I'm assuming we are not talking about recording the eclipse using pro-photographic equipment (which is amply documented elsewhere), but using security cameras, a subject which under-represented in the press.
First off, while it may not normally be good to "point your camera directly at the sun", security cameras withstand such abuses daily, so I wouldnt worry about the camera.
Though you should worry about the picture for sure, because you are likely to get an overexposed, no detail image.
My suggestion would be to invest in one of the newer cameras from Sony/Hik/Dahua that claim > 120db of dynamic range using multiple exposures. Though dynamic range claims can vary greatly, its unlikely that a camera thats *not* at least *claiming* a high number has a chance.
That plus a lens with p-iris control. P-iris should let you have precise electronic control of the iris opening, which will be key as well.
If you are looking to use existing cameras, I would suggest a triply nested tinted dome setup such as
I would get hold of a sheet of Baader AstroSolar Visual Safety film... it's commonly used by telescope boffins (like me) to do solar imaging It's not cheap: a sheet the size of a notebook page is over $20, but it gives a nice neutral white image of the sun, while rejecting something like 99.9998% of the energy. With one sheet you could make a bunch of solar filters for common video cameras.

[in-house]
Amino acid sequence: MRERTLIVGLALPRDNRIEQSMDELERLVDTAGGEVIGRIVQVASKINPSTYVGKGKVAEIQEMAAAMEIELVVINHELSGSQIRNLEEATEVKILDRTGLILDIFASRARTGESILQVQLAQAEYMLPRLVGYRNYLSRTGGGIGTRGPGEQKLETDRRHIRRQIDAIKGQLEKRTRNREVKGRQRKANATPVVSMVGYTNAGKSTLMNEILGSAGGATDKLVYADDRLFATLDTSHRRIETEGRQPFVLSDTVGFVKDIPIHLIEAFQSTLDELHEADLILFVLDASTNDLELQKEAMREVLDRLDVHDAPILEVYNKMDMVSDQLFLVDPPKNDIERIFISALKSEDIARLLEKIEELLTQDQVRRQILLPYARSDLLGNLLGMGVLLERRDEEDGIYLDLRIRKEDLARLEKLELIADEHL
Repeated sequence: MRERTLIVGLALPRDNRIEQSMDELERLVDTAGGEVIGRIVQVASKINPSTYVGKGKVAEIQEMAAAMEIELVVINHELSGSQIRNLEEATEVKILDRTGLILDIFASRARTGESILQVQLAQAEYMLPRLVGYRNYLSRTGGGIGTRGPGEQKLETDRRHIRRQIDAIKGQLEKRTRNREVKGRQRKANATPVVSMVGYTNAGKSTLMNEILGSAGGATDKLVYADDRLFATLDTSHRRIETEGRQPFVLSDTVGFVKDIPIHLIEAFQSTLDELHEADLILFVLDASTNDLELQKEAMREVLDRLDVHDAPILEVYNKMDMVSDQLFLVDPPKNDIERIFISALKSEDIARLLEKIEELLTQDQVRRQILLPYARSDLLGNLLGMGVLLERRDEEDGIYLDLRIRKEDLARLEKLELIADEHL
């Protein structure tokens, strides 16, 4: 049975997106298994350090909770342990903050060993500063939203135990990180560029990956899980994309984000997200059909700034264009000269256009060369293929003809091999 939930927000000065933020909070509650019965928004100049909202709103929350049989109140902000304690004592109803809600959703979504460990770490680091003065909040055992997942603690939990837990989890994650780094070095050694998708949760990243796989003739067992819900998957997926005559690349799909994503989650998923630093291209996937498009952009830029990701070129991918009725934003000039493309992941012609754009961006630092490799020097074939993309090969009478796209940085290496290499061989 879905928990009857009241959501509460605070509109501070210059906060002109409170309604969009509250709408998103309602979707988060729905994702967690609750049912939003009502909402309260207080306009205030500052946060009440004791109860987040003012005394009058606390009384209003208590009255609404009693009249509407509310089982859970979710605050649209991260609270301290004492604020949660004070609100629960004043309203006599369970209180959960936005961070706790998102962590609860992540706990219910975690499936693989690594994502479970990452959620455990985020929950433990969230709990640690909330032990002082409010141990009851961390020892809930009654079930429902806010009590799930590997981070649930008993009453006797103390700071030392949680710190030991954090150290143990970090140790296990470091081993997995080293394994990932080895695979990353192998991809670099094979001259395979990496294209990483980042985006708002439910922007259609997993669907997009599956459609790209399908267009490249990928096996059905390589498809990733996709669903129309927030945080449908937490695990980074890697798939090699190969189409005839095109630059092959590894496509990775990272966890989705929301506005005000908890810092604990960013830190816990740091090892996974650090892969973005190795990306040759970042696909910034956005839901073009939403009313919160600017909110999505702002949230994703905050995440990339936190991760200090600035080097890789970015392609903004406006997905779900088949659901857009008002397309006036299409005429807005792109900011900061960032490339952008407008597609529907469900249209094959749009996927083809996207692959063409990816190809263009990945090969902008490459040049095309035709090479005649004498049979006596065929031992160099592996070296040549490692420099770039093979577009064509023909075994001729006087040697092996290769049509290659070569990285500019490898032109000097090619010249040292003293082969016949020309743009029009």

There are cheaper alternatives to Baader but these get you a rather unsatisfying orange ball vs. the Baader's blue-white... and you'll see more detail with Baader if you have magnification.
I don't work for Baader or anyone connected with Baader... I just like telescopes. My largest is an old timey Celestron 8" Schmidt-Cassegrain: enough light-gathering capability to see the rings of Saturn, small enough to carry around without killing your back.
Please post back on August 22 and let us know how the eclipse went? I'll be here in the far fringe of NY wishing I was in Tennesee. Check out "eclipse2017.org" for details (again - just some fellow geeks: no connection).
Use it at the very front of the lens or optical assembly. You want to keep as much of the energy out of the camera as possible. An open reflector doesn't heat up as much as a closed SCT like my Celestron or in between the lens elements in a typical long camera refractor lens.
You don't need to make a fancy holder : a cardboard sleeve or even duct tape will do. And make sure there aren't any pinholes in it. I'd have to sound like every adult in the Christmas Story movie: "Kid, you'll shoot your eye out!"
Welder's goggle glass is another possibly cheaper filter - use the highest rated one.
Perhaps events like these will encourage others to point their cameras upwards to the heavens.
I just got on B&H to find something and they had a banner on the front page for solar photography. They have a whole section dedicated to how to here.